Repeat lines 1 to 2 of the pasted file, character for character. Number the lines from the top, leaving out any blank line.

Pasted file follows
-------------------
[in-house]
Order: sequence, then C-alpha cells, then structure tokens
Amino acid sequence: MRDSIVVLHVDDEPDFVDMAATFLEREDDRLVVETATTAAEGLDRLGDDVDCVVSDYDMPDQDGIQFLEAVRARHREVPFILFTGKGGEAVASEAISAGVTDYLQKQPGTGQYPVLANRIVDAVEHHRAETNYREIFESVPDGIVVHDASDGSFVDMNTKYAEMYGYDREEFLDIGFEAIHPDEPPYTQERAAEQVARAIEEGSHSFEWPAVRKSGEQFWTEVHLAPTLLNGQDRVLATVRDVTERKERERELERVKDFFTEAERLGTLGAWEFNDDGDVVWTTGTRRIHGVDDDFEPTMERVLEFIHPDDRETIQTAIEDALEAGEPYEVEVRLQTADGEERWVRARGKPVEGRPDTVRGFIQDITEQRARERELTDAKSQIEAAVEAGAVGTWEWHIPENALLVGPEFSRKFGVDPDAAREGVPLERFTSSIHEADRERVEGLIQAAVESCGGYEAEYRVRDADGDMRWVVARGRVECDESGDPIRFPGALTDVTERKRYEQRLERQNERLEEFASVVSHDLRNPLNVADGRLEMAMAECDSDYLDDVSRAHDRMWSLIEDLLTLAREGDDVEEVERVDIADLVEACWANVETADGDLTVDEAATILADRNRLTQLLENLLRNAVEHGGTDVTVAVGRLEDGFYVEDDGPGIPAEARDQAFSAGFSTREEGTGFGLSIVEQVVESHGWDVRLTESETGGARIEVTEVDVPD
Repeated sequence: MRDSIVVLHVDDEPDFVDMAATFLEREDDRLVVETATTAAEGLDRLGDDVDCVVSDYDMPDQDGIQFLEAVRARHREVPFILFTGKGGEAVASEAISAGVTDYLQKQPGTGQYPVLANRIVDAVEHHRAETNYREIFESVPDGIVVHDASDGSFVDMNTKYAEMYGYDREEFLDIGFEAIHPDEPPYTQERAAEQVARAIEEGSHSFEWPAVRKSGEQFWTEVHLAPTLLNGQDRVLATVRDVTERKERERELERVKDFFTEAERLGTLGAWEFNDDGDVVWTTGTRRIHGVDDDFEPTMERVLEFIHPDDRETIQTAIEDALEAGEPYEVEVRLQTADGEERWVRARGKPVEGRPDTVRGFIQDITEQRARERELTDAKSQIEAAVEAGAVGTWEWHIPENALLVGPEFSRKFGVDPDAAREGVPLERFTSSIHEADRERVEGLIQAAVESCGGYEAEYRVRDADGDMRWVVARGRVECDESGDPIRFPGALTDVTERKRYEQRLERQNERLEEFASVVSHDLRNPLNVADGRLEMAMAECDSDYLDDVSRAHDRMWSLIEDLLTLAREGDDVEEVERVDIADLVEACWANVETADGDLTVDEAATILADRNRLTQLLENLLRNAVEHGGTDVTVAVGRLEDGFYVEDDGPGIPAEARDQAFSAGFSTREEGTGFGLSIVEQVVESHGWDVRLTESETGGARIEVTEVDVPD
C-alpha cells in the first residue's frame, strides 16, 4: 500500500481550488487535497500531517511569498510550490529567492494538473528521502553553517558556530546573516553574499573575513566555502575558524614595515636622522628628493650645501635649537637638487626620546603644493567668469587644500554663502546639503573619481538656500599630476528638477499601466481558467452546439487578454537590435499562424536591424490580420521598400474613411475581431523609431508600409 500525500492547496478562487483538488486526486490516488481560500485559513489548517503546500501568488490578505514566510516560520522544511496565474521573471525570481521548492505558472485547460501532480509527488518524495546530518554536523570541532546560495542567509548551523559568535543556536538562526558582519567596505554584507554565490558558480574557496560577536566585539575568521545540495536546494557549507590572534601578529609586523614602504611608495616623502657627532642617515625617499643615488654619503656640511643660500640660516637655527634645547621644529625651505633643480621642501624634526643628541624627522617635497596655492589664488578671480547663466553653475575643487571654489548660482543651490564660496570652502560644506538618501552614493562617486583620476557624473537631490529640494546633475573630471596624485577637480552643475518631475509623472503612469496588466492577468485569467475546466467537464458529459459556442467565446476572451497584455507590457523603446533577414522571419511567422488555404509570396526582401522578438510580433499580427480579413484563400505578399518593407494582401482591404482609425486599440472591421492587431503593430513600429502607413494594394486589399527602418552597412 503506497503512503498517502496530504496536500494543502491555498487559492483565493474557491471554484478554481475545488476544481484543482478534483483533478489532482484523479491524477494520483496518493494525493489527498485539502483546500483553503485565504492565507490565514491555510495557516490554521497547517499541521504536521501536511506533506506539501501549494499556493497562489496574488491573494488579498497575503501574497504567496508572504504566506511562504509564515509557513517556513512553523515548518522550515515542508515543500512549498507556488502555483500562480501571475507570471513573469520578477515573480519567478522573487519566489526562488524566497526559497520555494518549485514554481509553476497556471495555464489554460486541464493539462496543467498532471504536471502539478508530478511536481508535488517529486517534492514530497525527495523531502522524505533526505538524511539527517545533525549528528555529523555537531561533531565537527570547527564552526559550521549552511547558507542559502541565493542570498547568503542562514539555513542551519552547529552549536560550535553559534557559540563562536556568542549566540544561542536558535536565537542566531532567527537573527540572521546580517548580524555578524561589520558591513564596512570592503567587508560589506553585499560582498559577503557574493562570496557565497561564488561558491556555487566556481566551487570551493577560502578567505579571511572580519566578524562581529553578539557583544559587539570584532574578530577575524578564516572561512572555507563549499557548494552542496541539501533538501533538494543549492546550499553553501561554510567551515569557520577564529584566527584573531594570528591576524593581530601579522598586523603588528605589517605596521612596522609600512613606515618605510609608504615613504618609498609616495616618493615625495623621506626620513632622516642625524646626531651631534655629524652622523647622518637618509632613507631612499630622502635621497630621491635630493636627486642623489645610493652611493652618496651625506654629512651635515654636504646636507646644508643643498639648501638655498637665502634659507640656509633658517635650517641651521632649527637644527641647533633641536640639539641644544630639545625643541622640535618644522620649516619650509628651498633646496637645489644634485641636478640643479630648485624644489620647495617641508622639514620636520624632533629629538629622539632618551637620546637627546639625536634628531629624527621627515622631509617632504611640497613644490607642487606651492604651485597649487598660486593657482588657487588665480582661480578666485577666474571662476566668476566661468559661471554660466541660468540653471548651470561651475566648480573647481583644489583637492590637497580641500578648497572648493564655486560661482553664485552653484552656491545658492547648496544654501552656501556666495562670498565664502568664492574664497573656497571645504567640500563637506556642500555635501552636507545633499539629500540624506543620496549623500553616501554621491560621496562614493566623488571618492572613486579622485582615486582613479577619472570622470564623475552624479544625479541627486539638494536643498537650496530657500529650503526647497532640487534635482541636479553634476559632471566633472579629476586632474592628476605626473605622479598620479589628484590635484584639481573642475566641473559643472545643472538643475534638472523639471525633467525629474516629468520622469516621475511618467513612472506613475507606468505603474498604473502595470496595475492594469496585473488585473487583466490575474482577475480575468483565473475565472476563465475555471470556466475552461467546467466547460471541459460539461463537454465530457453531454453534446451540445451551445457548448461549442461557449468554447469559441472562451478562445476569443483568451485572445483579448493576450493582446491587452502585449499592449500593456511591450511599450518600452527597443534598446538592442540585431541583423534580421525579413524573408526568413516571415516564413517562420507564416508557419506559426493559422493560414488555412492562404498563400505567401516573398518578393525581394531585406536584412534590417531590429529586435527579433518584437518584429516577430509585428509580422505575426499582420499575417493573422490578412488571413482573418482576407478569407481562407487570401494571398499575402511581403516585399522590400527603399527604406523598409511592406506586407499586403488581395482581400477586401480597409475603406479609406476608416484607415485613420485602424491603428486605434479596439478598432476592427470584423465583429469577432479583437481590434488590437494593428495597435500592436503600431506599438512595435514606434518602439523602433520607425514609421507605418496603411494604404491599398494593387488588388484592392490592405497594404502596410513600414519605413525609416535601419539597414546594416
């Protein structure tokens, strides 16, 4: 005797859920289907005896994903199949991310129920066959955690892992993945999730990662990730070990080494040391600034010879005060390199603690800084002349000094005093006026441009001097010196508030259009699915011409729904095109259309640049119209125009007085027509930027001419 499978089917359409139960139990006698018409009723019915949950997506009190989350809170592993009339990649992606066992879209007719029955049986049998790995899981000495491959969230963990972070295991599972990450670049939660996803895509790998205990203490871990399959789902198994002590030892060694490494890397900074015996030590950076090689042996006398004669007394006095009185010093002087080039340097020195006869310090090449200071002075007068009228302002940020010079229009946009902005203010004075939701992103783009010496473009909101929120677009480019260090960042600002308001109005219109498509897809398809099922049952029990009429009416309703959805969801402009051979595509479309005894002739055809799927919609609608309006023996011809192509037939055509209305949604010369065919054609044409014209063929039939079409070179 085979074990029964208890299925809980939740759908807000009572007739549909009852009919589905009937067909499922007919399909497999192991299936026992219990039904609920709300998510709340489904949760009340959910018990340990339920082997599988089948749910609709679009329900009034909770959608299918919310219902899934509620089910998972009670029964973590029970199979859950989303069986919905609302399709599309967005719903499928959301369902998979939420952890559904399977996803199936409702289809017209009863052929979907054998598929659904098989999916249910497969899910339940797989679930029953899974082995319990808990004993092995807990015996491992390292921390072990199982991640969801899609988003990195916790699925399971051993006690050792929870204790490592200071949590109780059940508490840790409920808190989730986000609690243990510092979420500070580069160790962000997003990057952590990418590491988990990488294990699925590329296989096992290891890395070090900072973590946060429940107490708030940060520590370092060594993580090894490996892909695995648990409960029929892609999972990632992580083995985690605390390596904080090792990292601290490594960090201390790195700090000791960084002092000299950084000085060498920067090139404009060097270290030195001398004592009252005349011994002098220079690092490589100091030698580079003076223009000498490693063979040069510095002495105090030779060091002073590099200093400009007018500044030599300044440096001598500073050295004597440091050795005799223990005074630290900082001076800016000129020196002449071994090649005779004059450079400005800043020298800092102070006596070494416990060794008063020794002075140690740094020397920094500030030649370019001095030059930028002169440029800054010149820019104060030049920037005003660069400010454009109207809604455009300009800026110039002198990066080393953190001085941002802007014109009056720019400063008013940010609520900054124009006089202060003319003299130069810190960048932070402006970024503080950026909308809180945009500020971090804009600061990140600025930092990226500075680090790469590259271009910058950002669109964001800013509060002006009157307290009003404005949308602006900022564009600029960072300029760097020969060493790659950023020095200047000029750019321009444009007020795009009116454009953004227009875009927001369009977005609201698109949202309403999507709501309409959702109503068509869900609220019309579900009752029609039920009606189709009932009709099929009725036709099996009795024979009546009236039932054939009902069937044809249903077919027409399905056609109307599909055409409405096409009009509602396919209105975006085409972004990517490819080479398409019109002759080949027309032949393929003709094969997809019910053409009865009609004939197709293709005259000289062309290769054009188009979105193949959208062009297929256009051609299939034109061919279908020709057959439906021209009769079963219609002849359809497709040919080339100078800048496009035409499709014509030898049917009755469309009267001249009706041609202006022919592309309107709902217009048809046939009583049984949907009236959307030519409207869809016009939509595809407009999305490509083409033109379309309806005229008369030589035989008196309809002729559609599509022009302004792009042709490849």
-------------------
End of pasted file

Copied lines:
[in-house]
Order: sequence, then C-alpha cells, then structure tokens